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Dialysis-Related Beta-2m Amyloidosis Workup

  • Author: Anita Basu, MD, FACP; Chief Editor: Vecihi Batuman, MD, FACP, FASN  more...
 
Updated: May 01, 2014
 

Approach Considerations

The diagnosis of beta-2m amyloidosis is established primarily by its clinical appearance on tissue or bone biopsy.

Obtaining a biopsy of the affected bone or synovium, followed by routine hematoxylin and eosin staining, reveals homogeneous eosinophilic material. Amyloid deposits are positive for Congo red staining, showing green birefringence of the amyloid fibrils under polarized light. Specific immunostaining of amyloid deposits by monoclonal anti ̶ beta-2m antibody confirms the diagnosis of beta-2m amyloidosis.

Antisera to amyloid beta-2m are taken up by the Congo red–positive areas, but are not taken up in other types of amyloidosis.

Blood tests

The reference range of the serum concentration of beta-2m is 1.5-3 mg/L, while in amyloidosis, serum levels can be elevated to values of 50-100 mg/L. However, an increase in beta-2m levels does not diagnose beta-2 amyloidosis as these levels are usually elevated with low glomerular filtration rates. Hematologic findings frequently reveal a normochromic, normocytic anemia.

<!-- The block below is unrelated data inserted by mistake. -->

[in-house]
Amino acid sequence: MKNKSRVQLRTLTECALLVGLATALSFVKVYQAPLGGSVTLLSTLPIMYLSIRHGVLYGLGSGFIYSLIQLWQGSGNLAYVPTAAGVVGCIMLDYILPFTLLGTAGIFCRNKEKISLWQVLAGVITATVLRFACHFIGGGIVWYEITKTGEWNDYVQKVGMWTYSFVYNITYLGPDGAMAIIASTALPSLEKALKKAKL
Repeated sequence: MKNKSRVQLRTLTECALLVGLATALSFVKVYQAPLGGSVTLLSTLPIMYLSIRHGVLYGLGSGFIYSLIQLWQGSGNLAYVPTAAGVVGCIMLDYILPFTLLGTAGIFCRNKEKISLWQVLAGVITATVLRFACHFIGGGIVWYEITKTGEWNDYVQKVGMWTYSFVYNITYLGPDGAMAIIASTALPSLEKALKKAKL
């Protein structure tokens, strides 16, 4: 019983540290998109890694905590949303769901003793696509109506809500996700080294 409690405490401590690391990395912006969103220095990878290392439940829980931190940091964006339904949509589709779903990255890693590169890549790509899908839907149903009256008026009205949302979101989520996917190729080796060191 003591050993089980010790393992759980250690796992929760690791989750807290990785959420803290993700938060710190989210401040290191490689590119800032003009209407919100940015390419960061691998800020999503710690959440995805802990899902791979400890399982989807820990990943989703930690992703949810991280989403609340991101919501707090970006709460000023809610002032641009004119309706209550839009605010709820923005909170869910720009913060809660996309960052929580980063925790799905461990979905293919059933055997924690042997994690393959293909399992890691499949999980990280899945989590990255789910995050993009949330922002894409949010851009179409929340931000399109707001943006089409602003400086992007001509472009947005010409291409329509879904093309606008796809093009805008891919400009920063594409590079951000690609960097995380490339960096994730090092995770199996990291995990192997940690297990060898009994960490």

Electron microscopy

Typically, 8-10 nm wide, nonbranching, curvilinear fibrils are observed in beta-2m amyloidosis.

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Imaging Studies

Radiography

Radiologic lesions typically present prior to the onset of pain. Joint erosions (usually involving large joints), lytic and cystic bone lesions (typically juxta-articular), pathologic fractures (most commonly involving the femoral head), spondyloarthropathies (usually involving the cervical area), and vertebral compression fractures may be observed. However, conventional radiography may underestimate the extent of the disease.[13]

CT scanning

Computed tomography (CT) scans reveal amyloid deposits of intermediate attenuation. CT scans can also be used to identify pseudotumors and pseudocystic areas in the juxta-articular bone. Moreover, CT scanning is the best method for detecting small areas of osteolysis in cortical bone or osseous erosion, and it may be helpful in the assessment of the distribution and extent of destructive changes.[13]

MRI

Magnetic resonance imaging (MRI) shows characteristic long T1 and short T2 relaxation times, resulting in low to intermediate signal intensity. MRI is helpful in differentiating destructive spondyloarthropathies from inflammatory processes and infections. In evaluating amyloidosis, MRI may provide considerably more information than that obtained from conventional radiographic, CT scan, and sonographic studies.[13]

Ultrasonography

Ultrasonography is useful in the detection of tendon thickness. Rotator cuff thickness greater than 8mm, thickening of joint capsules (especially of the hip and knee), and retention of synovial fluid may be observed.

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Scintigraphy

Scintigraphy in the diagnosis of beta-2m amyloidosis employs radiolabeled P-component scans, including iodine-123 (123 I) serum amyloid P, iodohippurate sodium (131 I) beta-2m, and the more natural111 I beta-2m.